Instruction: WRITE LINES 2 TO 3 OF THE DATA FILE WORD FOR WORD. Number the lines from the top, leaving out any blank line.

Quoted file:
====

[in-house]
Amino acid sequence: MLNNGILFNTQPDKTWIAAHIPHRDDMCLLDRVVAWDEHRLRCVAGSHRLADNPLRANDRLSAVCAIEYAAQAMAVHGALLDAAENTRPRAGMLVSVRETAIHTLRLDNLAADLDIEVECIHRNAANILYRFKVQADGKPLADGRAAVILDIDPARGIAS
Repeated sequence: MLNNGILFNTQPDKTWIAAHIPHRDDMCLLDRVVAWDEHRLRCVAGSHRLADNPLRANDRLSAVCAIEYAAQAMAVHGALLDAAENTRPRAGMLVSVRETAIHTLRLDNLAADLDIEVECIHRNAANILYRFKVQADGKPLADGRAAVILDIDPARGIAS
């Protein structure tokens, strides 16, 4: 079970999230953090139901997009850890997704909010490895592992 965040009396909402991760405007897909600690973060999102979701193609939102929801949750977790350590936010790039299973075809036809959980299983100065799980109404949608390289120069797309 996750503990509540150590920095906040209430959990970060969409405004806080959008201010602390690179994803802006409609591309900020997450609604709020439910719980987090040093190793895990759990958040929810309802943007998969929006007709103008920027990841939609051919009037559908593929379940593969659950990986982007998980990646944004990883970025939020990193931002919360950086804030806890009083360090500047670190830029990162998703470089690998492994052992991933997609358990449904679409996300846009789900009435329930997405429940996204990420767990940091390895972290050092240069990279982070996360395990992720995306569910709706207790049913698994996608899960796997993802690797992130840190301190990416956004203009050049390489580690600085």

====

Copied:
Amino acid sequence: MLNNGILFNTQPDKTWIAAHIPHRDDMCLLDRVVAWDEHRLRCVAGSHRLADNPLRANDRLSAVCAIEYAAQAMAVHGALLDAAENTRPRAGMLVSVRETAIHTLRLDNLAADLDIEVECIHRNAANILYRFKVQADGKPLADGRAAVILDIDPARGIAS
Repeated sequence: MLNNGILFNTQPDKTWIAAHIPHRDDMCLLDRVVAWDEHRLRCVAGSHRLADNPLRANDRLSAVCAIEYAAQAMAVHGALLDAAENTRPRAGMLVSVRETAIHTLRLDNLAADLDIEVECIHRNAANILYRFKVQADGKPLADGRAAVILDIDPARGIAS